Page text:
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Wakamatsu, California

 
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JLBadgley
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PostPosted: Thu Jan 21, 2010 10:45 pm    Post subject: Wakamatsu, California Reply with quote
http://www.directcon.net/pharmer/Wakamatsu/Wakamatsu.html

I know I've seen reference to this before, but I thought others might find it interesting. It is about the group from Aizu-Wakamatsu that apparently fled the Bakumatsu and formed a colony in California.

-Josh
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Tornadoes28
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PostPosted: Fri Jan 22, 2010 6:03 am    Post subject: Reply with quote
Very interesting story. I had no idea that colonists fleeing from Aizu had migrated to California. This story reminds me of the book Remembering Aizu: the testament of Shiba Goro which also detailed the hardships of the Aizu people following the Meiji Restoration. Thanks for the link.

Jon.
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onnamusha
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PostPosted: Fri Jan 22, 2010 3:17 pm    Post subject: Reply with quote
Thanks, Josh, for that link; I enjoyed the pictures of the settlers too! Really nice stuff. I knew I had read an article about this some time ago, and I finally found it through the Knowledge Bank at osu.edu here: https://kb.osu.edu/dspace/bitstream/1811/662/1/V8N2Sant.pdf It is an article from the journal Early Modern Japan by John Van Sant entitled "Lost in History: Aizu and the Meiji Restoration." It'll tell a little more about the colonists and their context in the history of Aizu in the Bakumatsu. I located Coloma, CA and Gold Hill on Google maps, kind of near Auburn, CA, home of famous obscure fantasy author Clark Ashton Smith. A bit of totally random, extremely off-topic trivia there... Wink
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Owarikenshi
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PostPosted: Sun Jan 24, 2010 12:05 pm    Post subject: Reply with quote
Thank you for this very interesting link.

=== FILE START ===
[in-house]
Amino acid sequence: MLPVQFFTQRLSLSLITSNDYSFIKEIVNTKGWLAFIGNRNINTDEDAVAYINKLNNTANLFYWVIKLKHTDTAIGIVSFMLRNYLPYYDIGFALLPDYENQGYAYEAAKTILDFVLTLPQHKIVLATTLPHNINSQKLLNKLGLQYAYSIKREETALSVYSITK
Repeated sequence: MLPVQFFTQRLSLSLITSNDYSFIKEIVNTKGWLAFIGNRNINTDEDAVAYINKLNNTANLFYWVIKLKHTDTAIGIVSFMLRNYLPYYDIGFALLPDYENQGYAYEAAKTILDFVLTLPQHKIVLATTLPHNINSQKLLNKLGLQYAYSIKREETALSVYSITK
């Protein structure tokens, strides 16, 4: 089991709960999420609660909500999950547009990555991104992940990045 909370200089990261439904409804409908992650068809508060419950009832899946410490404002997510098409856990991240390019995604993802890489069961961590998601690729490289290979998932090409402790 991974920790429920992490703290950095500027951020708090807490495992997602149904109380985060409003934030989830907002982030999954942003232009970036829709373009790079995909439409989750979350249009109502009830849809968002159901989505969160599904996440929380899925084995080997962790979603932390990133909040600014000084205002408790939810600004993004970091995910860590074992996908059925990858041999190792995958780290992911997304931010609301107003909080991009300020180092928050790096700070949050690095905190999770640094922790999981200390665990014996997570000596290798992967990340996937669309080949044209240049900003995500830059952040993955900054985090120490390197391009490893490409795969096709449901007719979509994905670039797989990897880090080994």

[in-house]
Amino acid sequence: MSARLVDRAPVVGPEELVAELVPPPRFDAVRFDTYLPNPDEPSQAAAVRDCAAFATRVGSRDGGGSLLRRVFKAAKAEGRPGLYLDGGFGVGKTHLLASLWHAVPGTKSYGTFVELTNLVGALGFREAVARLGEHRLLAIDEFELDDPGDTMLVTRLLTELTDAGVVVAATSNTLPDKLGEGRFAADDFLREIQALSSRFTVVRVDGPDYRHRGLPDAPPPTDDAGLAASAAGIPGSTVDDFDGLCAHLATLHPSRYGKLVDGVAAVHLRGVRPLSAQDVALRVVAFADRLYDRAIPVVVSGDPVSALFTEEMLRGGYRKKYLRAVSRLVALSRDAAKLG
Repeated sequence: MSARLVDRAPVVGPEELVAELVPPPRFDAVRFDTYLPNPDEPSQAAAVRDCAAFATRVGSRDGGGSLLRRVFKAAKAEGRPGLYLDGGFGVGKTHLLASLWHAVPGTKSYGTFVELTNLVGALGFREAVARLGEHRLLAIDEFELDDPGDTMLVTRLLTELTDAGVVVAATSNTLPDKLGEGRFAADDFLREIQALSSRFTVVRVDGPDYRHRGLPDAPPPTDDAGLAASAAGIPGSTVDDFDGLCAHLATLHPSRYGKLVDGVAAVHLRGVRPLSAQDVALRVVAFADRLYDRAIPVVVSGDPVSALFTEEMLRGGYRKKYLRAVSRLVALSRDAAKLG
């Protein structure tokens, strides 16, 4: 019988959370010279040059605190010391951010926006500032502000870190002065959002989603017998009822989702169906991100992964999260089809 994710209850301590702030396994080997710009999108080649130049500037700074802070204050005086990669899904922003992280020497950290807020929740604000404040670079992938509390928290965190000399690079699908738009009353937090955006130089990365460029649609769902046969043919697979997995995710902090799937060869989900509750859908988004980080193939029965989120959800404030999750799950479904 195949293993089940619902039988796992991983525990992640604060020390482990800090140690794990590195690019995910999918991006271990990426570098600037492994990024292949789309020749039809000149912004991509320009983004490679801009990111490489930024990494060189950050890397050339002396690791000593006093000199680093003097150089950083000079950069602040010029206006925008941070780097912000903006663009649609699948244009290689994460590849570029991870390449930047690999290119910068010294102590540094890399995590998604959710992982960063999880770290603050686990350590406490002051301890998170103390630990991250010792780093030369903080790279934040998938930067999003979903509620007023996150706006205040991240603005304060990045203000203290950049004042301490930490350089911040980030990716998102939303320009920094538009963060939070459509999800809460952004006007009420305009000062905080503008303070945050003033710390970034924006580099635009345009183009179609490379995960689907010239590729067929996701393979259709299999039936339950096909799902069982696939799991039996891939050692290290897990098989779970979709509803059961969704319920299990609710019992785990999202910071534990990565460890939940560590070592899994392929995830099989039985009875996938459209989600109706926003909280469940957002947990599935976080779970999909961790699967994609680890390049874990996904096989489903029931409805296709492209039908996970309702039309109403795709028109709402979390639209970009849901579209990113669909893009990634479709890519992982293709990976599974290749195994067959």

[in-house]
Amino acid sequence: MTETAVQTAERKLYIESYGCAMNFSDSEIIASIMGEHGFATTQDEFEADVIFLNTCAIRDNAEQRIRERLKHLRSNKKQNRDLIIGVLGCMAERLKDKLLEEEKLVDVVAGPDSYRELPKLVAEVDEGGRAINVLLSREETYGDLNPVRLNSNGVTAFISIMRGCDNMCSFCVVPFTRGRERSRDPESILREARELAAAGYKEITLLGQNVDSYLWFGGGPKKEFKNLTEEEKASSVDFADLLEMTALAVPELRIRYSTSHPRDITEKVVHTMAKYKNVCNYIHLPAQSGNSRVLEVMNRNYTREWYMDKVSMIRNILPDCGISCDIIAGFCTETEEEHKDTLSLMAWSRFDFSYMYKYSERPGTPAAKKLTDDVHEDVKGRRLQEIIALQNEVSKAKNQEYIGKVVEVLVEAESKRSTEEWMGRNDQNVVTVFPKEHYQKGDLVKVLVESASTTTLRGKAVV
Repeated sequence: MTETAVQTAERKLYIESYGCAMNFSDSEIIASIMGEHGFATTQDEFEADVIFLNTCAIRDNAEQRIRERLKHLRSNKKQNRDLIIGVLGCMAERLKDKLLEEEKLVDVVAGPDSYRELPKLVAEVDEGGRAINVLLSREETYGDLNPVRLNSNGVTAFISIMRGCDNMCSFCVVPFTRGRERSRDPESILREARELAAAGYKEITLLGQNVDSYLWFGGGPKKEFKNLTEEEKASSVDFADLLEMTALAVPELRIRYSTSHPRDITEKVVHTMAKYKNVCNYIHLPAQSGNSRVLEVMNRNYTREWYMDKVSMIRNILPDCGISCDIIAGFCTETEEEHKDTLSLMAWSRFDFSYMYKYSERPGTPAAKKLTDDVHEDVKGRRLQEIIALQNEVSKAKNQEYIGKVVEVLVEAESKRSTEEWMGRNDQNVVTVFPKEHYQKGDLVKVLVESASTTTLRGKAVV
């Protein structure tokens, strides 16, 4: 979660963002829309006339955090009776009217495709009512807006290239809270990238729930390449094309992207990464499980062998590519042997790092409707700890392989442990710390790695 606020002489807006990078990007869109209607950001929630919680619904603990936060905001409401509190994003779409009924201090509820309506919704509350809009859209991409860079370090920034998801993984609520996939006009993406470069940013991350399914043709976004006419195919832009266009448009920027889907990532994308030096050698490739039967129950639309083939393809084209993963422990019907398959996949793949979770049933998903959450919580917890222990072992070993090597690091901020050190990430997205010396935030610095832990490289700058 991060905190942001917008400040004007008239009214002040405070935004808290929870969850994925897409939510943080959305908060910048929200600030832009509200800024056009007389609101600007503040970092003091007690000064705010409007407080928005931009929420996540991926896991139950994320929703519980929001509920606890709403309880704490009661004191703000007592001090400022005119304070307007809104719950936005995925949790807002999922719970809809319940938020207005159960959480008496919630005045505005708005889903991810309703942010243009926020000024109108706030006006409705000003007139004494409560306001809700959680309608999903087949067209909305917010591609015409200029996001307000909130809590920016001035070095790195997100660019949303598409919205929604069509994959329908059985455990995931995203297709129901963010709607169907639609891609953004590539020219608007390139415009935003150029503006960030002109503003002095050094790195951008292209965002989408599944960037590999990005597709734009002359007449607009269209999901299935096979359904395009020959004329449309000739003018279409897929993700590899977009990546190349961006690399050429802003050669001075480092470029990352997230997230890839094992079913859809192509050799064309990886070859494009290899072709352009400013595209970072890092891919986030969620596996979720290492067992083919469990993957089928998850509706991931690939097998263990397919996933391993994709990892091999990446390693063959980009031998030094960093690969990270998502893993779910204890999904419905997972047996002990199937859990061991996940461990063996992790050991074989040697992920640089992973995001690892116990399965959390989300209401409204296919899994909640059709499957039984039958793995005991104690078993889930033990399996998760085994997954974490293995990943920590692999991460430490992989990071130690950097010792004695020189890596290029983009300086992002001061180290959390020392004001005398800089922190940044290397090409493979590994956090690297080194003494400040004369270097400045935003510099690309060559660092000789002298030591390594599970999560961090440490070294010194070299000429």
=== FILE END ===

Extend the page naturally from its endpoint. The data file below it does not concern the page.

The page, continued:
Owarikenshi
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mktanaka
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PostPosted: Fri Oct 03, 2014 8:13 am    Post subject: Reply with quote
Don Wakamatsu who grew up in Northern California may have father or ancestors from this settlement. After WWII internment of J-A, his father well could have settled in SF Bay area... not too far from the location of settlement. Don Wakamatsu played in Major Leagues.. (baseball) and was manager of the Seattle Mariners (at same time Ichiro Suzuki was on team) . Only J-A to be head coach/manager of major sports team in USA. (baseball, football, basketball, hockey)
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Hosokawa Gracia
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PostPosted: Sat Dec 13, 2014 11:20 am    Post subject: Reply with quote
There were a brother and sister from Aizu-Wakamatsu living in New England right after the Meiji Restoration because they got scholarships from the Meiji government and joined the Iwakura Embassy (Mission) that went to the U.S.A. in 1872. Yamakawa Sutematsu and Yamakawa Kenjiro went from poverty to fame.

Kenjiro studied physics at Yale, returned to Tokyo, became the first Japanese physics professor at the University of Tokyo, and later became the President of the university.

Sutematsu (Stematz) was one of five girls who obtained scholarships, including Tsuda Umeko and Nagai Shige. She was the first Japanese woman to get a college degree and became a valedictorian at Vassar. Her American 'sister' was educator Alice Bacon. Stematz married Saigo's cousin, Oyama Iwao, and is known for her nursing, charity work and as an administer at Tsuda College.

Two other Yamakawas who were famous are hero Yamakawa Hiroshi and heroine Futabe who both fought for Aizu-Wakamatsu. Both of them also became educators.
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